I’m Wian and I paint expressionist portraits and landscapes about themes unique to Cape Town and South Africa. I generally work with earthy colours and I apply it generously on locally made, custom stretched canvases. Lately, I’ve been making large and emotionally striking pieces that I exhibit in Cape Town and Hermanus.
Throughout high school, I attended two art schools after which I graduated with 100% and was awarded top art student in South Africa for 2007. After high school I was heart set on studying architecture at UCT, but In a moment of uncertainty I changed to Bachelors of Business Management at Stellenbosch University.
4 years later I started a Masters of Science in Design and Digital Media at the College of Art at the University of Edinburgh. This is more or less when I started sharpening my focus on classical and contemporary art. I had easy access to the National Galleries in Scotland and even the big museums down in London.
After graduation I worked in the startup space for FireID and SnapScan. Lately however, I’ve been working primarily with my family in our shared investments company, IN2EX. We’re a UK and South Africa based VC focusing on wealth management, property, infrastructure and telecommunications. As boring as this sounds, it frees me up to focus on my artistic career..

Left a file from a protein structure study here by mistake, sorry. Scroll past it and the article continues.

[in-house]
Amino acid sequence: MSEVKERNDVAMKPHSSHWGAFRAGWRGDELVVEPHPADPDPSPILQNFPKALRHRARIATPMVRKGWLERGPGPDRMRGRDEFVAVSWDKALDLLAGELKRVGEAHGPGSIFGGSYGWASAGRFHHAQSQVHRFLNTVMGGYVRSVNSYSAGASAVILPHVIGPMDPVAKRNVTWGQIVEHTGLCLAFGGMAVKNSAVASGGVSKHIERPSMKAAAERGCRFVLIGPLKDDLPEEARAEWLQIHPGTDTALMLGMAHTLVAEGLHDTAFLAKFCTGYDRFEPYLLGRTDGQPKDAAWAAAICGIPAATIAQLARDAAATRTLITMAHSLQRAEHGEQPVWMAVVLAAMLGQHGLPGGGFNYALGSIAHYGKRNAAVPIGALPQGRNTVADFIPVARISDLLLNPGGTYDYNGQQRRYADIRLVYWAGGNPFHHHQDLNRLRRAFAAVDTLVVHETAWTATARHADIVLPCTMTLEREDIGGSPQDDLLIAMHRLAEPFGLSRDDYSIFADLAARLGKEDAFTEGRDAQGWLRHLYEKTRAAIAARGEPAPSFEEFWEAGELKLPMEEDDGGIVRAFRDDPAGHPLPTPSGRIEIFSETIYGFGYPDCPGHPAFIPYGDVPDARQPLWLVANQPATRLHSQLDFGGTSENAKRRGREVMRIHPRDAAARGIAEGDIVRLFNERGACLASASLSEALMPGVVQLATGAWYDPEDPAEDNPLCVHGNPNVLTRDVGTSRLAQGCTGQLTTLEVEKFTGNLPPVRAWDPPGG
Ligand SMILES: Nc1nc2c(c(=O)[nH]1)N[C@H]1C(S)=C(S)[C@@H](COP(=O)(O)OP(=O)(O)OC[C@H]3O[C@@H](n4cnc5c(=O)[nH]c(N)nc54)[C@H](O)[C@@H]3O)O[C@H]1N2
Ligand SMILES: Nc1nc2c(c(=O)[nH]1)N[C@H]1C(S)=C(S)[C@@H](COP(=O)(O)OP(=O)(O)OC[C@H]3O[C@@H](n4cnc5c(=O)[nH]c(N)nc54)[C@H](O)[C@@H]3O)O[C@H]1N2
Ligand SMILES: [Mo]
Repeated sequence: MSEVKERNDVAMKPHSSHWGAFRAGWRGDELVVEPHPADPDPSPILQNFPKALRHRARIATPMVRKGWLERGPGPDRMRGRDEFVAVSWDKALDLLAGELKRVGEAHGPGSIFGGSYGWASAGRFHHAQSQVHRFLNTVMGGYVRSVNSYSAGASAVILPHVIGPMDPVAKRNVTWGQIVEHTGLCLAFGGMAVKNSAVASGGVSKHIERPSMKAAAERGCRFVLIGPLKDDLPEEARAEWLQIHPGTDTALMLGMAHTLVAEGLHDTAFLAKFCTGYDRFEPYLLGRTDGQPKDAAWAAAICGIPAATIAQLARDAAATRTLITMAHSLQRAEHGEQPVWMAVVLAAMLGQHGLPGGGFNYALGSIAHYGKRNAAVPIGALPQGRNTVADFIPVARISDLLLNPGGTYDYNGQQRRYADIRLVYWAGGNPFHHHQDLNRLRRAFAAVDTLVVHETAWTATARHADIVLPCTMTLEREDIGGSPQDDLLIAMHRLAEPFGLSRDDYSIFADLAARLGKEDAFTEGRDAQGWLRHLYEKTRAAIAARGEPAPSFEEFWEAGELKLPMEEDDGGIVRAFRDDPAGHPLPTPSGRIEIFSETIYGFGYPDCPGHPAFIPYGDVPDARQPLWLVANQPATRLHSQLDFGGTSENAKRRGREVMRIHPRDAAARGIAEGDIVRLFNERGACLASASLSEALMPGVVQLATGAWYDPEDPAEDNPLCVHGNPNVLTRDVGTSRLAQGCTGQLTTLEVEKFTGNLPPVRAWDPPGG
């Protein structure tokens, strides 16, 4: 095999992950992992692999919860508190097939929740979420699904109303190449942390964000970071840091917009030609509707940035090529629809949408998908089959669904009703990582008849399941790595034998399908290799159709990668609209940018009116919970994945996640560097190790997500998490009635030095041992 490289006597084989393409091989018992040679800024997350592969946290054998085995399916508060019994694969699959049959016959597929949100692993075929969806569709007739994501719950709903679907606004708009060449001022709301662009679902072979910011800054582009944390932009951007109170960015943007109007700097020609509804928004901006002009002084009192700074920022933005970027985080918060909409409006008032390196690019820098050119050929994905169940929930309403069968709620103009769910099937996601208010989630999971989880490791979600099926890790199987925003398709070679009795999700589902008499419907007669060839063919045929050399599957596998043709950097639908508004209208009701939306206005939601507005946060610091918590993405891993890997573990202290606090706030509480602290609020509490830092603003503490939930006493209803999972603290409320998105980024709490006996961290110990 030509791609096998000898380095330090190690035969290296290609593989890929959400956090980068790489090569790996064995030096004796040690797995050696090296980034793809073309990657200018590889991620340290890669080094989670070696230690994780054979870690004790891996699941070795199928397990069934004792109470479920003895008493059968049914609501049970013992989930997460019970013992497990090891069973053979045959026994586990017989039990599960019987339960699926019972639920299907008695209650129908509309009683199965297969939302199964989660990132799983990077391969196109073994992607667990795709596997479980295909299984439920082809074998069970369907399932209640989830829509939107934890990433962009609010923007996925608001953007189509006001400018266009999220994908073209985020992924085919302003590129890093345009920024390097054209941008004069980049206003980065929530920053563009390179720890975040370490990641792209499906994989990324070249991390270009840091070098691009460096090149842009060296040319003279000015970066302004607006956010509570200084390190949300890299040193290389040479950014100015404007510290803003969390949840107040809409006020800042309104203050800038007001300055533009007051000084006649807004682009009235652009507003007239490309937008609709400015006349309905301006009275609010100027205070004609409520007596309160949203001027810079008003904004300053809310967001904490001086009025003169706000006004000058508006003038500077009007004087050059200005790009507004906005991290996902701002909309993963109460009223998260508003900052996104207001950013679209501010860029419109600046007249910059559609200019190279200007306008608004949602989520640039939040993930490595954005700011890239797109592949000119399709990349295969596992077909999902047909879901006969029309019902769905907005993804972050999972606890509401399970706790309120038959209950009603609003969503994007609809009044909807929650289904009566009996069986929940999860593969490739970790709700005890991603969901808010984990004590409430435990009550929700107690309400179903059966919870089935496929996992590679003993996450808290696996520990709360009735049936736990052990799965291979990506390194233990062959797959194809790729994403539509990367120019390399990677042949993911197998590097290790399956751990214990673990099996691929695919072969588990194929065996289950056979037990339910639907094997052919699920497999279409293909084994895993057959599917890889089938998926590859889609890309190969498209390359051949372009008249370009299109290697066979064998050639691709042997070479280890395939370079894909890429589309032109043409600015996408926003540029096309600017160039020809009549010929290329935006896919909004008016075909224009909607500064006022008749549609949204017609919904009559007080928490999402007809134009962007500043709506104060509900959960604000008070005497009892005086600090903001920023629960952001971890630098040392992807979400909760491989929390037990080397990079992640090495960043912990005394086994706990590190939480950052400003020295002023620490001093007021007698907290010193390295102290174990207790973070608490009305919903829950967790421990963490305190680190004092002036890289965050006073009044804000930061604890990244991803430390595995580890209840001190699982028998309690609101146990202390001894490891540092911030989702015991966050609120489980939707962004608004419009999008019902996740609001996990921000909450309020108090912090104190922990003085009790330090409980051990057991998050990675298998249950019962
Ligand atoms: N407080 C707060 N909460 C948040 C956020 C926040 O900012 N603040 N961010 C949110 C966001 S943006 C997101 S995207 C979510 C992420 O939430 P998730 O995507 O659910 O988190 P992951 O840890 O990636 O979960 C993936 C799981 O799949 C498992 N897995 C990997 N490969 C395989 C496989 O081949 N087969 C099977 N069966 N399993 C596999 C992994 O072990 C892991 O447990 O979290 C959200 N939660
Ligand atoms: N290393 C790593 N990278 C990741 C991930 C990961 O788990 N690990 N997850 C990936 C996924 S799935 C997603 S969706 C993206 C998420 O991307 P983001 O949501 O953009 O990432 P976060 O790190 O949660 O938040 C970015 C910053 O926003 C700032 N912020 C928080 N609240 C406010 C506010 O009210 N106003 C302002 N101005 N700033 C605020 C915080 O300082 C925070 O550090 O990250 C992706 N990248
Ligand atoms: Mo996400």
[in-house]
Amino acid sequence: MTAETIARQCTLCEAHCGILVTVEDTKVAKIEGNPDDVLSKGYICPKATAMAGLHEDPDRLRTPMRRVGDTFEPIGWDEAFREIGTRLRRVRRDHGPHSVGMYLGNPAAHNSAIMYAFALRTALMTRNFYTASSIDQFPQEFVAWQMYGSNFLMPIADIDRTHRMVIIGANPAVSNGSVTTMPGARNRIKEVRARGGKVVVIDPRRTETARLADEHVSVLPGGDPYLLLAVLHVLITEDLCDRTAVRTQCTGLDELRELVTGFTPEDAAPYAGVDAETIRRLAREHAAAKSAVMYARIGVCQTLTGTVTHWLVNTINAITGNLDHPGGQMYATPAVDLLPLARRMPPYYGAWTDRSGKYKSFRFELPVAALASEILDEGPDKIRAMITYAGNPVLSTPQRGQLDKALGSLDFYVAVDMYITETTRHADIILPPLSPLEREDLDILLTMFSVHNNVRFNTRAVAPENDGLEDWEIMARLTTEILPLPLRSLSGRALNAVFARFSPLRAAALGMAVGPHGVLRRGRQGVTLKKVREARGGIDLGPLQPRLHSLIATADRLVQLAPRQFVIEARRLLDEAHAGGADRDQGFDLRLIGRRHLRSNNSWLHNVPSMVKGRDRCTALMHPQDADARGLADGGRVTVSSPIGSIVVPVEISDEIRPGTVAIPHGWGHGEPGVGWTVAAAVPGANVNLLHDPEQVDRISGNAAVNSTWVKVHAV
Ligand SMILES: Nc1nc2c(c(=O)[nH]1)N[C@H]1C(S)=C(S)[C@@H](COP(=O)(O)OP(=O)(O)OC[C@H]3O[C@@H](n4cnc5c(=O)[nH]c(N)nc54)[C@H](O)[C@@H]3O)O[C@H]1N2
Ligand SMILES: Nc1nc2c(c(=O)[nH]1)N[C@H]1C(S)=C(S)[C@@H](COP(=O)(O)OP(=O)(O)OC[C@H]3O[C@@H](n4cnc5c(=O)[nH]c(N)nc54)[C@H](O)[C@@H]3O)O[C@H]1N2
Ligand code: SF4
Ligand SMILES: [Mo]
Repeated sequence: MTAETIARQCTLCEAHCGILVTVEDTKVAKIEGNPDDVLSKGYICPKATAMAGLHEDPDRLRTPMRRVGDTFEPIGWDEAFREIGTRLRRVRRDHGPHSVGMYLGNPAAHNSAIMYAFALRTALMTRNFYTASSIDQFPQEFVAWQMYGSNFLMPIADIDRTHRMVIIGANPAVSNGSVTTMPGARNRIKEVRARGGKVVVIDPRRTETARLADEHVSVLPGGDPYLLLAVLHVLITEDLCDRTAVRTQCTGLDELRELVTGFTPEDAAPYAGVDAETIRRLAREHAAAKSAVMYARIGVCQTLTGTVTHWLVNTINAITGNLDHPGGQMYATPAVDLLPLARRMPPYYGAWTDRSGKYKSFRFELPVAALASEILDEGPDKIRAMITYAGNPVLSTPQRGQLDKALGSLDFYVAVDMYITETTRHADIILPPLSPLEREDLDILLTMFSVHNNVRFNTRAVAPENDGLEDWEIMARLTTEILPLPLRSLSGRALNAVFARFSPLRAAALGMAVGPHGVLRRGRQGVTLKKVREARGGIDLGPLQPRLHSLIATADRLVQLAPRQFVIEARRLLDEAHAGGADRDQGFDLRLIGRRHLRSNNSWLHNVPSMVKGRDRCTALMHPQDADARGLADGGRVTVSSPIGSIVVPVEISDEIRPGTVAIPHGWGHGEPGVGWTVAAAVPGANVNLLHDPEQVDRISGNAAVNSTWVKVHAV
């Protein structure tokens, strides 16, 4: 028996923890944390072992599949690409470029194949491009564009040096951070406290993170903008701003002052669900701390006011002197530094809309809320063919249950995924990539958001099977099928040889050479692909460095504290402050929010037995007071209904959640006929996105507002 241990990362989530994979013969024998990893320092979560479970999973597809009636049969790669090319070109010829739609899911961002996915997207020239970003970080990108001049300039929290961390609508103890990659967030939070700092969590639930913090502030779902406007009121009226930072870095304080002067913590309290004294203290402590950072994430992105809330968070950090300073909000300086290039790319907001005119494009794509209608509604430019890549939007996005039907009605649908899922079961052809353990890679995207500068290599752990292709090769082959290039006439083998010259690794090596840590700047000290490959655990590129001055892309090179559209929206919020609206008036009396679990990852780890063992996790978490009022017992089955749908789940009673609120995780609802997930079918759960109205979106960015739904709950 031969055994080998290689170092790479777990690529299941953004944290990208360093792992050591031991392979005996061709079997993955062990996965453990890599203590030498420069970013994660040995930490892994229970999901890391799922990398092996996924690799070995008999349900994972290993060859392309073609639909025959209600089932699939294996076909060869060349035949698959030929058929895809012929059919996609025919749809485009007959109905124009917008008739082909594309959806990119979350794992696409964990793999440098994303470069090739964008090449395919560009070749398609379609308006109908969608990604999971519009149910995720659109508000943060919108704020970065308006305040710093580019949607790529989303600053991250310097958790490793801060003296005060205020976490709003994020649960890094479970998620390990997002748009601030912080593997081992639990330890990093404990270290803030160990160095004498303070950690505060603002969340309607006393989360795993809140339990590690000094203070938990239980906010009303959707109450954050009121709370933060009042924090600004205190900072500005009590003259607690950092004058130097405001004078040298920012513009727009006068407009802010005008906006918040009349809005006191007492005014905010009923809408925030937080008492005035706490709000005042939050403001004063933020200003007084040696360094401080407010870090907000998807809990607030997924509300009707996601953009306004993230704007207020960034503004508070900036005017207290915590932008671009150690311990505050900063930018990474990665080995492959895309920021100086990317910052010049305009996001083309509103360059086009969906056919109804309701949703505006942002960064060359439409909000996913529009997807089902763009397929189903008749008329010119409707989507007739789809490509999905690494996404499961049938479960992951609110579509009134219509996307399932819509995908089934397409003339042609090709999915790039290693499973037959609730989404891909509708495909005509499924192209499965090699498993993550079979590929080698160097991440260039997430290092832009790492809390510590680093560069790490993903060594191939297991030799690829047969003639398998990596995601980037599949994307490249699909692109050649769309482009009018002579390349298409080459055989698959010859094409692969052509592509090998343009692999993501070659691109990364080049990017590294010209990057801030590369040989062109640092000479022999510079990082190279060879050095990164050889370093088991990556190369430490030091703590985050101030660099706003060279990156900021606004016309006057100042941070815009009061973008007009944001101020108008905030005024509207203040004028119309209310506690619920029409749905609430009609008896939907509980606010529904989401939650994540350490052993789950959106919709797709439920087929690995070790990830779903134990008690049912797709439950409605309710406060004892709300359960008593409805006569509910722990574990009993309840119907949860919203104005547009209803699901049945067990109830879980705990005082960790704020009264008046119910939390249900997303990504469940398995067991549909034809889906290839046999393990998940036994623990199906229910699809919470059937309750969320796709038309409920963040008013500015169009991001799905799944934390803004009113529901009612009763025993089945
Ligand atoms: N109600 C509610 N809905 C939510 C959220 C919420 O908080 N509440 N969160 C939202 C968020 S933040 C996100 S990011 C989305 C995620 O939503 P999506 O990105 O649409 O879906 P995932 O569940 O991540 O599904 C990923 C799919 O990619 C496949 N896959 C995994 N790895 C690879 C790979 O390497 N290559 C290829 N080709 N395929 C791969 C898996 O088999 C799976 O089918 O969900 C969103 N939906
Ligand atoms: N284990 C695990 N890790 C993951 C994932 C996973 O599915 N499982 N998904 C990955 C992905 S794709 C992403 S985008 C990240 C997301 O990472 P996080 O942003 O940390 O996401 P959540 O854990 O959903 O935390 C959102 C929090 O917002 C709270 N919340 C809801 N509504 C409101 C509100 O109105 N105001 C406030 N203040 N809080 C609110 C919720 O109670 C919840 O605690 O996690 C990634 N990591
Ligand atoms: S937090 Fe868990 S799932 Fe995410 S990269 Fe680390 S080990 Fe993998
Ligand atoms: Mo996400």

I travel as much as I’m allowed to and I’ve recently crossed the 50 countries mark. Art galleries and exhibitions are always featured at the top of my list.
My outlook is pretty conservative and anti-establishment when it comes to art. I believe art should be practical, sensible, emotional or fun – the rest is rubbish: If art requires to be in a gallery to be art, then it’s not art.
I’m a follower of Stuckism, which stresses the value of painting as a medium, its use for communication and the expression of emotion and experience – as opposed to the superficial novelty, nihilism and irony of conceptual art and postmodernism.
Opposed to my philosophy, I draw my inspiration from a very wide range of sources: the practicality and harshness of USSR brutalism; the ultra-rationality behind the Swiss Helvetica movement; the application and technique of expressionism and Fauvism; and the works of a few big names like Rembrandt, especially towards the end of his career, and a young Picasso (blue and rose periods). In almost everything I do you’ll also be able to find hints of Raphael’s depiction of the renaissance.